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1.  Transamidase site-targeted agents alter the conformation of the transglutaminase cancer stem cell survival protein to reduce GTP binding activity and cancer stem cell survival 
Oncogene  2016;36(21):2981-2990.
Type 2 transglutaminase (TG2) is an important cancer stem cell survival protein that exists in open and closed conformations. The major intracellular form is the closed conformation that functions as a GTP-binding GTPase and is required for cancer stem cell survival. However, at a finite rate, TG2 transitions to an open conformation that exposes the transamidase catalytic site involved in protein-protein crosslinking. The activities are mutually exclusive, as the closed conformation has GTP binding/GTPase activity, and the open conformation transamidase activity. We recently showed that GTP binding, but not transamidase activity, is required for TG2-dependent cancer stem cell invasion, migration and tumor formation. However, we were surprised that transamidase site-specific inhibitors reduce cancer stem cell survival. We now show that compounds NC9, VA4 and VA5, which react exclusively at the TG2 transamidase site, inhibit both transamidase and GTP-binding activities. Transamidase activity is inhibited by direct inhibitor binding at the transamidase site, and GTP binding is blocked because inhibitor interaction at the transamidase site locks the protein in the extended/open conformation to disorganize/inactivate the GTP binding/GTPase site. These findings suggest that transamidase site-specific inhibitors can inhibit GTP binding/signaling by driving a conformation change that disorganizes the TG2 GTP binding to reduce TG2-dependent signaling, and that drugs designed to target this site may be potent anti-cancer agents.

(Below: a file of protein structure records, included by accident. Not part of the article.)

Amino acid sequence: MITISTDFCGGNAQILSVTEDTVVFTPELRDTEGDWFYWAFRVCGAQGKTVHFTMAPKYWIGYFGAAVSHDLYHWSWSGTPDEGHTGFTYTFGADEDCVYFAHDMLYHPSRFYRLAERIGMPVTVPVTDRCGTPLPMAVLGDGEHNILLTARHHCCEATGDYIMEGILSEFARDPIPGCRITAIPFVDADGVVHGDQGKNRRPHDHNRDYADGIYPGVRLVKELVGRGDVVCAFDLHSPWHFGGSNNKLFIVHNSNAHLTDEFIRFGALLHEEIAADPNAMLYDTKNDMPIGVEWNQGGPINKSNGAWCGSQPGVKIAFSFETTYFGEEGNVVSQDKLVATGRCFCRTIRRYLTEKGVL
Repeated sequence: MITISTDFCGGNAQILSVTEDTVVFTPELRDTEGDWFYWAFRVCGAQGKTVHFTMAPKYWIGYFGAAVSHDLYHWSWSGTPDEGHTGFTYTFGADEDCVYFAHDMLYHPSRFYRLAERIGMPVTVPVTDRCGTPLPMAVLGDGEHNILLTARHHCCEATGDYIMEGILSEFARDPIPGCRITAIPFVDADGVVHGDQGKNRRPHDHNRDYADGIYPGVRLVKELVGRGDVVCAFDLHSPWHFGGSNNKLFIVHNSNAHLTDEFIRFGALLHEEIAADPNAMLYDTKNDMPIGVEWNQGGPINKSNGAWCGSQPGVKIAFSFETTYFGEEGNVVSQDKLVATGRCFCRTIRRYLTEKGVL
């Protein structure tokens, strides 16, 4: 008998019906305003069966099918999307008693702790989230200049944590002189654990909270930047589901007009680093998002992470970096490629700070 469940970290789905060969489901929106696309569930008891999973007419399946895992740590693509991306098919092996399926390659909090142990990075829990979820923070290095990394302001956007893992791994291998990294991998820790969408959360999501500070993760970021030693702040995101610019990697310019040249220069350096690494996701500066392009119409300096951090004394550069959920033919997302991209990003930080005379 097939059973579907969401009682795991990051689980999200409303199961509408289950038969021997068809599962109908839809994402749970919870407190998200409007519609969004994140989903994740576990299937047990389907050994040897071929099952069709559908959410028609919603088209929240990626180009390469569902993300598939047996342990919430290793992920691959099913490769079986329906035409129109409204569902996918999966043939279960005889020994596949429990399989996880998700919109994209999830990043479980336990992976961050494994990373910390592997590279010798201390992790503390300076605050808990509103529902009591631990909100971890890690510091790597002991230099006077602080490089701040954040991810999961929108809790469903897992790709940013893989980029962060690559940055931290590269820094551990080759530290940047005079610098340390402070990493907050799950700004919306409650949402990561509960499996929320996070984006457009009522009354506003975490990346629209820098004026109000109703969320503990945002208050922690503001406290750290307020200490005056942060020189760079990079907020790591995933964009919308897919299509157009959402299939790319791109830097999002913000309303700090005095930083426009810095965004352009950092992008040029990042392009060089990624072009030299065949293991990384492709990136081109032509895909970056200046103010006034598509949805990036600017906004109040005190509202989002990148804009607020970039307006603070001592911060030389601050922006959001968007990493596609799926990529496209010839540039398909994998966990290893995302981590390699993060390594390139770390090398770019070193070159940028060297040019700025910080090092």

PMCID: PMC5444990  PMID: 27941875
Transglutaminase 2; NC9; VA4; VA5; CP4d; cancer; cancer stem cells; squamous cell carcinoma
2.  Hypoxia and cell cycle regulation of the von Hippel-Lindau tumor suppressor 
Oncogene  2010;30(1):21-31.
Inactivation of von Hippel-Lindau tumor suppressor protein (pVHL) is associated with von Hippel-Lindau disease, an inherited cancer syndrome, as well as the majority of patients with sporadic clear cell renal carcinoma (RCC). While the involvement of pVHL in oxygen sensing through targeting HIFα subunits to ubiquitin-dependent proteolysis has been well documented, less is known about pVHL regulation under both normoxic and hypoxic conditions. We found that pVHL levels decreased in hypoxia and that hypoxia-induced cell cycle arrest is associated with pVHL expression in RCC cells. pVHL levels fluctuate during the cell cycle, paralleling cyclin B1 levels, with decreased levels in mitosis and G1. pVHL contains consensus Destruction box sequences, and pVHL associates with Cdh1, an activator of the anaphase promoting complex/cyclosome (APC/C) E3 ubiquitin ligase. We show that pVHL has a decreased half-life in G1, Cdh1 downregulation results in increased pVHL expression, while Cdh1 overexpression results in decreased pVHL expression. Taken together these results suggest that pVHL is a novel substrate of APC/CCdh1. Destruction box-independent pVHL degradation was also detected, indicating that other ubiquitin ligases are also activated for pVHL degradation.
PMCID: PMC2995849  PMID: 20802534
Von Hippel-Lindau protein; renal cell carcinoma; anaphase promoting complex/cyclosome; hypoxia; cell cycle

Results 1-2 (2)